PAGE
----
Fair Labor: Setting Standards for America
The Fair Labor Standards Act of 1937 (FLSA) set brand new standards for the country, both economically and ethically. The DOL states "(The FLSA) prescribes standards for the basic minimum wage and overtime pay." The guidelines standardize how much, or rather, how little an employer can pay is employees as well as sets age limits for hiring. This helped many people during the Great Depression. It helped many people to get a higher income, which allowed them to meet some of their basic needs and pay bills. It didn't solve the whole Depression, but it definitely helped. The FLSA also states that overtime pay is one and a half times the normal pay per hour. It also restricts minors under 18 from having certain jobs that are considered too dangerous. The FLSA doesn't allow children under 16 to work during school hours, which vary by the school system. In brief conclusion, the Fair Labor Standards Act of 1937 provided a national minimum wage, an age minimum for jobs (preventing child labor) and a standard for overtime pay.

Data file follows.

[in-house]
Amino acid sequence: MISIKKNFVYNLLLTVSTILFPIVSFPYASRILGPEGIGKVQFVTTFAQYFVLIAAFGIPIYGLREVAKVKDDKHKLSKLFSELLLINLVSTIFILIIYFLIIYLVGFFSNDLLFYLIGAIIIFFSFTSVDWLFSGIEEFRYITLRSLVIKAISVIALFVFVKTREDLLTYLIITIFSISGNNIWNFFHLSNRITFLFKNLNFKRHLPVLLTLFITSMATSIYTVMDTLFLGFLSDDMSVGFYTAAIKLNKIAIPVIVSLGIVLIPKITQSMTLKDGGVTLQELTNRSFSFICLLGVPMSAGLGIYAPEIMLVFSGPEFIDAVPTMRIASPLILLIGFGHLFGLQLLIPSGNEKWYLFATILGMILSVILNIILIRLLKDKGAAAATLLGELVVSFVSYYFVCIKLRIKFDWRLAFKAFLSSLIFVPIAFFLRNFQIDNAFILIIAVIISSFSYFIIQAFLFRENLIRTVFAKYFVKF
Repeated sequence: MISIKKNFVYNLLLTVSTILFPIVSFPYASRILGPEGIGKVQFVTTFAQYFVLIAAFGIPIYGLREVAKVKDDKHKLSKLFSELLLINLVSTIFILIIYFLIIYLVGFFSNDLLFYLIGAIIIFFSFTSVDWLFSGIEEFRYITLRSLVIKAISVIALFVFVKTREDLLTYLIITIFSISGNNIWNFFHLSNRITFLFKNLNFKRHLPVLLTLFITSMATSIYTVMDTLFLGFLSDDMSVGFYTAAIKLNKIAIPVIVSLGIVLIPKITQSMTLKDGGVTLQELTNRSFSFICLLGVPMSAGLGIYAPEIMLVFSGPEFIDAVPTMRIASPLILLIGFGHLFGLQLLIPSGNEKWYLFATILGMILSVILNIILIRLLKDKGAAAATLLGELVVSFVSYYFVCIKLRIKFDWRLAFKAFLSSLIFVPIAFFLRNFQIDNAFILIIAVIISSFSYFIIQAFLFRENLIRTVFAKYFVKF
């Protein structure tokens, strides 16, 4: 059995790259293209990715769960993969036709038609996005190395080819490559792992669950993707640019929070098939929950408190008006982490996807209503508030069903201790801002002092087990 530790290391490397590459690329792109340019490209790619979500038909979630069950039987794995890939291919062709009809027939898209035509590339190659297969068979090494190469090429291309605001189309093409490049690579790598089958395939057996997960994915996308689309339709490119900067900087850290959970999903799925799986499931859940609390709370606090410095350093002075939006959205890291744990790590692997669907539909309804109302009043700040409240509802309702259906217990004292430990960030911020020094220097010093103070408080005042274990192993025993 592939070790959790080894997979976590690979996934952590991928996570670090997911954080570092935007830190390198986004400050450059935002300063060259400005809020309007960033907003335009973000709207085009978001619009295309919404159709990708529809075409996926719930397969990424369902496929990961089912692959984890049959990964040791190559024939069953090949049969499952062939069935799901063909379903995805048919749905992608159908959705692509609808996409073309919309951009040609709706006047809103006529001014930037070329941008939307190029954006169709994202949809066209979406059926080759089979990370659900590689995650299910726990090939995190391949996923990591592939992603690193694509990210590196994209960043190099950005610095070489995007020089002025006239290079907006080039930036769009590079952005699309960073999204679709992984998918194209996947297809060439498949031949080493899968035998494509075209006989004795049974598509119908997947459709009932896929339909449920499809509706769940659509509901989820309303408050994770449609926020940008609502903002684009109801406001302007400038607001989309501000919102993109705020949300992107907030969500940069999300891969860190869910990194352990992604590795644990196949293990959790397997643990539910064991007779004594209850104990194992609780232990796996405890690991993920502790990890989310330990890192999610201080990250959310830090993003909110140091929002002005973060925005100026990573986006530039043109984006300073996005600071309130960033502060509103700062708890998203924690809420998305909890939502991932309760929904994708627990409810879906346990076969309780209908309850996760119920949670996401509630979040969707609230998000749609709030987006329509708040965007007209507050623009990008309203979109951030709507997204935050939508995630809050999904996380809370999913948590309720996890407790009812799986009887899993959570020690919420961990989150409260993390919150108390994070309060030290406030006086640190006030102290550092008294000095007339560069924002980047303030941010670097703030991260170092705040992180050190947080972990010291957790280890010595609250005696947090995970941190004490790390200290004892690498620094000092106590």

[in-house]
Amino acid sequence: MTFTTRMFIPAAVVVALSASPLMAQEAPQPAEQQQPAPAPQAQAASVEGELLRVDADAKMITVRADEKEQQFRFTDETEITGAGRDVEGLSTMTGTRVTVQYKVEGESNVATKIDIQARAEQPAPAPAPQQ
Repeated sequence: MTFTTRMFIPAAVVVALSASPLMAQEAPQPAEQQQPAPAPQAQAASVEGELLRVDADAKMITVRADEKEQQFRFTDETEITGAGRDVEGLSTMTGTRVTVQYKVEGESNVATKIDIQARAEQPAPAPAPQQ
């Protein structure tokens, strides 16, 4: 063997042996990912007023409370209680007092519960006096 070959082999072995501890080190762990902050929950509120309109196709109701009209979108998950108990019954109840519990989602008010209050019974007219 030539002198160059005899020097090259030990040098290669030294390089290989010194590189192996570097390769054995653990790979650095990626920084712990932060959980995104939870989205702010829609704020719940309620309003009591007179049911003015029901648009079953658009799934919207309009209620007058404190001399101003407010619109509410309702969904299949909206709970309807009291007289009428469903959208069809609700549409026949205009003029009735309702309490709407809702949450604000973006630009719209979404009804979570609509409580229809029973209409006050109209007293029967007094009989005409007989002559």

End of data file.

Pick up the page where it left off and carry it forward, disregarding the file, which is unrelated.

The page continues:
This graph shows the minimum wage set by the FLSA from 1980 to 2012. It has increased by $4.15 since 1980.